When Hagan was asked what she thinks of the North Carolina General Assembly's late efforts to put together a budget for this fiscal year, she was quick to bring up her own record as a former state senator: logo


The deadline for signing up for health insurance through the Affordable Care Act is just around the corner. By Monday March 31st, the Obama administration hopes that 6 million Americans will have begun the process of enrollment. 

Community Care of North Carolina

North Carolina is enrolling more uninsured people than any other state that refused to set up its own health care exchange under the Affordable Care Act.

Health care policy director Adam Searing of the NC Justice Center says the state-run Medicaid system, Community Care, has made a big difference.

The state has encouraged social and health services to cooperate to provide Medicaid patients solid care up front, and now friends and family members who don't qualify for Medicaid have affordable options and guidance for enrolling in private healthcare.

a pharmicist
NC Department of Health and Human Services

At least two private health insurance exchanges will soon be launching in North Carolina. 

The NC Chamber and a company called Digital Benefit Advisors are opening websites next month that will act as private marketplaces for health insurance.  Leaders for both organizations say they're designed for employees of companies that might be scaling back their insurance policies.

North Carolina Chamber COO Jim Simpson says the idea is to encourage competition and decrease the cost of insurance.

HealthServe is closing in Greensboro this week and 20,000 people will have to find a medical provider elsewhere.

North Carolina is asking local health departments to work with people hired to give information about the Affordable Care Act. 

The Department of Health and Human Services sent a letter to every county last week, encouraging them to work with so-called health care navigators.  The federal government gave out about $3 million in grants to non-profits, hospitals and volunteers to hire navigators last month.

Duke Energy provides electricity for most of North Carolina since the 2012 merger.
Duke Energy

Duke Energy is dropping its practice of paying for retirees' health benefits.  The country's largest utility joins companies like IBM, General Electric and Time Warner in the policy change.

 Instead of covering insurance for more than 14,000 retirees, Duke Energy will give them a yearly stipend.  Retirees can use that payment to buy their own coverage.  Dave Scanzoni is a company spokesman.

US Census
US Census Bureau

The latest Census report shows North Carolina continues a slow crawl out of the economic downturn.

In 2012, more people lived below the poverty level in North Carolina than they did the year before.  The Census Bureau’s American Community Survey shows 18% of North Carolinians live in poverty compared to about 16% nationally.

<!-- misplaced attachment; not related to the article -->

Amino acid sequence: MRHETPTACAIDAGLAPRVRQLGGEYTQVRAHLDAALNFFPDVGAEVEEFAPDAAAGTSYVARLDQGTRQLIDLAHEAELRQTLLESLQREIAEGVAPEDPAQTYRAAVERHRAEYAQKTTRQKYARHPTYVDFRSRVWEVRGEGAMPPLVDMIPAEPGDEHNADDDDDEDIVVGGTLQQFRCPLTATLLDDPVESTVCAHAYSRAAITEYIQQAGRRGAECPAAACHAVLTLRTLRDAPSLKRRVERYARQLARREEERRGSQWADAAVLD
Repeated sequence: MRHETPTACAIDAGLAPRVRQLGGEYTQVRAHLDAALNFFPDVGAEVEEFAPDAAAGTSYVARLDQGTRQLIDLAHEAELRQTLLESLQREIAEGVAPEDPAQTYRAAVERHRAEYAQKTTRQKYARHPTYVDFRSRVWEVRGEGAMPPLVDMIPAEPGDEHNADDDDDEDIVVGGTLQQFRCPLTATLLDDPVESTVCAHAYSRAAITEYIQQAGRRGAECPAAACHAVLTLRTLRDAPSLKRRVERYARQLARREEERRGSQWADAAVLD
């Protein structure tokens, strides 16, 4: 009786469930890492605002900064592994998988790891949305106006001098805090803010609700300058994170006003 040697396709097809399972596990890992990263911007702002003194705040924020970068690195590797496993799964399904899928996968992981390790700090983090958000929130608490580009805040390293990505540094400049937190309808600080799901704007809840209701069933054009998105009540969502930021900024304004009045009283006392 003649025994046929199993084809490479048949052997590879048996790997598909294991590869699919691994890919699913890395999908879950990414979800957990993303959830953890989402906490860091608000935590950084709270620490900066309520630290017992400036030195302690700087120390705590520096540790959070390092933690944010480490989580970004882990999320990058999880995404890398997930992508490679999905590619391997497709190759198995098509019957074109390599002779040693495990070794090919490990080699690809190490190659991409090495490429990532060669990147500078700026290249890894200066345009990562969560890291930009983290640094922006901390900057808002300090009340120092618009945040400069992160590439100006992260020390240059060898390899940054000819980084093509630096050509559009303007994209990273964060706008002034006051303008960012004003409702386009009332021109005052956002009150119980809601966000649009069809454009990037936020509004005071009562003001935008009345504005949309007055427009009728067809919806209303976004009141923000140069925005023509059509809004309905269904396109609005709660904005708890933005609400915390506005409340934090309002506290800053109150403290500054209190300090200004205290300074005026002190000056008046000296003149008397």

Ed Welniak heads the Income Statistics branch of the Census Bureau.

Blue Cross Blue Shield NC campus.
Blue Cross Blue Shield NC

Insurance provider BlueCross BlueShield of North Carolina is expanding retail locations as the federal government prepares to launch the state's health care exchange. 

HealthServe is closing in Greensboro this week and 20,000 people will have to find a medical provider elsewhere.

An estimated 20,000 patients will be affected by the closing of a health clinic in Greensboro later this month.  HealthServe provides care for people who are low-income, and have little or insufficient health insurance. The clinic began as a volunteer effort by local doctors in the 1990s. HealthServe has lost funding from the County and Moses Cone Hospital. The State’s recent decision to not expand Medicaid was the third strike.

The White House

The state Department of Insurance has approved subsidized health care plans that will be available under the Affordable Care Act.

Several details of the plans remain sealed as trade secrets, including rates, deductibles and how many were approved.  Marni Schribman of the state Insurance Department says the plans will be part of North Carolina's health care exchange, which is scheduled to launch in October.

BlueCross BlueShield NC's Chapel Hill headquarters, a rhomboid-shaped glass building built in 1973.

Blue Cross Blue Shield of North Carolina employees will soon move out of their landmark Chapel Hill headquarters and consolidate operations in Durham. The health insurer purchased two buildings on its Durham campus where they could move employees starting in September. 

Spokesman Lew Borman says the move is expected to save the company up to $2.5 million in operating costs annually.  As for the signature building they now call home, Borman says its fate is yet to be determined.

Duke Chapel, Duke University, Durham
Dave DeWitt

The student health insurance plan at Duke University will soon cover procedures for sexual reassignment surgery. 

The university will be the first in North Carolina to cover the service, starting this fall. Dean of Students Sue Wasiolek says the student health advisory committee recommended the change to complement existing benefits.

"A couple of years ago, we made certain that we had appropriate counseling support and hormonal therapy covered in the insurance policy for students," says Wasiolek.